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Grappling with a five per cent tax hike

City council is confident that a tax increase of less than five per cent will be decided upon when the 2011 budget is finalized, despite defeating a motion to cut $27 million from the proposed $1.8 billion operating budget yesterday.

City council is confident that a tax increase of less than five per cent will be decided upon when the 2011 budget is finalized, despite defeating a motion to cut $27 million from the proposed $1.8 billion operating budget yesterday.

The motion, made by Coun. Kerry Diotte last week, was defeated 12-1.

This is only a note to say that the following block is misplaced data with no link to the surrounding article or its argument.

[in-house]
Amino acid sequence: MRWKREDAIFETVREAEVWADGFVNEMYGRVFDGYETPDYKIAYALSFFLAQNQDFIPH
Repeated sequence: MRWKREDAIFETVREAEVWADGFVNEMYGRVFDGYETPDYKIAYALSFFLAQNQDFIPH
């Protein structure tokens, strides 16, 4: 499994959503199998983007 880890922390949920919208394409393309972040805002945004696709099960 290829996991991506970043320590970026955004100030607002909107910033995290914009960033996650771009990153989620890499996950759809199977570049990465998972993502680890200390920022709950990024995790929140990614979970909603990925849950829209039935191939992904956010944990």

“We’re about halfway through,” said Diotte. “We’re still hoping to bring it down.”

An adjustment to the tax increase, three per cent of which is for general operating expense and two per cent for the neighbourhood renewal program, could come from a 0.5 per cent reduction in the annual neighbourhood renewal program.

“I have not heard one citizen complain about two per cent,” said Coun. Linda Sloan. “They see it as one of the best values. They understand they have to wait their turn.”

But with only 1.5 per cent as opposed to two, city officials said the program could be 100 per cent funded by 2018 without an increase in other funding.

“What they’re saying is they can accomplish everything they’re supposed to accomplish with less of a tax increase,” said Mayor Stephen Mandel.

The goal is to finish reconstruction on four neighbourhoods and start two others in 2011, as well as continue with preventative maintenance and overlay.

 
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